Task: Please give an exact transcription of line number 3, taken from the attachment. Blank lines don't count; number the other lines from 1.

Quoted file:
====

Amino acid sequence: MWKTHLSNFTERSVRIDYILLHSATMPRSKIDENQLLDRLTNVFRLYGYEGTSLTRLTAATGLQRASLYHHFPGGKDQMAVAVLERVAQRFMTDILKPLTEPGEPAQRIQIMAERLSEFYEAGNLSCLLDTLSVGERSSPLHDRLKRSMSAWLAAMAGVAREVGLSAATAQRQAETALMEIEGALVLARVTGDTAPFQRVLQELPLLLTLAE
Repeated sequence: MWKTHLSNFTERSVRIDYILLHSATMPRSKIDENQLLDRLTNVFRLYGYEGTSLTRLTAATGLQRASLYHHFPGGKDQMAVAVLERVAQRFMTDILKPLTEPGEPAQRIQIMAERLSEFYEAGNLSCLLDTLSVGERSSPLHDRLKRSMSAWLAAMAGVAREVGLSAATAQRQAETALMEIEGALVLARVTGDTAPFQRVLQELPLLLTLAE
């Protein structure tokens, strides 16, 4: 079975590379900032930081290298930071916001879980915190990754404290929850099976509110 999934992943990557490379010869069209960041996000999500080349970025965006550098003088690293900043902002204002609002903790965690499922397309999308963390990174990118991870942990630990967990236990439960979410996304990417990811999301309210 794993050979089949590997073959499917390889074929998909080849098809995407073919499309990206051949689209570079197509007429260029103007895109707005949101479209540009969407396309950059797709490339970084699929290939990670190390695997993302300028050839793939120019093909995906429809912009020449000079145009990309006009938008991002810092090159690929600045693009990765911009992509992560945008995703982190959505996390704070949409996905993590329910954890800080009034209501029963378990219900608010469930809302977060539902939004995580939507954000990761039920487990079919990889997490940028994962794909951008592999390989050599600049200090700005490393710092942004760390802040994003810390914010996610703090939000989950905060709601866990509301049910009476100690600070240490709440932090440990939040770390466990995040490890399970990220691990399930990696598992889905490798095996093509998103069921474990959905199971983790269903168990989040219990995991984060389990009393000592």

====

């Protein structure tokens, strides 16, 4: 079975590379900032930081290298930071916001879980915190990754404290929850099976509110 999934992943990557490379010869069209960041996000999500080349970025965006550098003088690293900043902002204002609002903790965690499922397309999308963390990174990118991870942990630990967990236990439960979410996304990417990811999301309210 794993050979089949590997073959499917390889074929998909080849098809995407073919499309990206051949689209570079197509007429260029103007895109707005949101479209540009969407396309950059797709490339970084699929290939990670190390695997993302300028050839793939120019093909995906429809912009020449000079145009990309006009938008991002810092090159690929600045693009990765911009992509992560945008995703982190959505996390704070949409996905993590329910954890800080009034209501029963378990219900608010469930809302977060539902939004995580939507954000990761039920487990079919990889997490940028994962794909951008592999390989050599600049200090700005490393710092942004760390802040994003810390914010996610703090939000989950905060709601866990509301049910009476100690600070240490709440932090440990939040770390466990995040490890399970990220691990399930990696598992889905490798095996093509998103069921474990959905199971983790269903168990989040219990995991984060389990009393000592």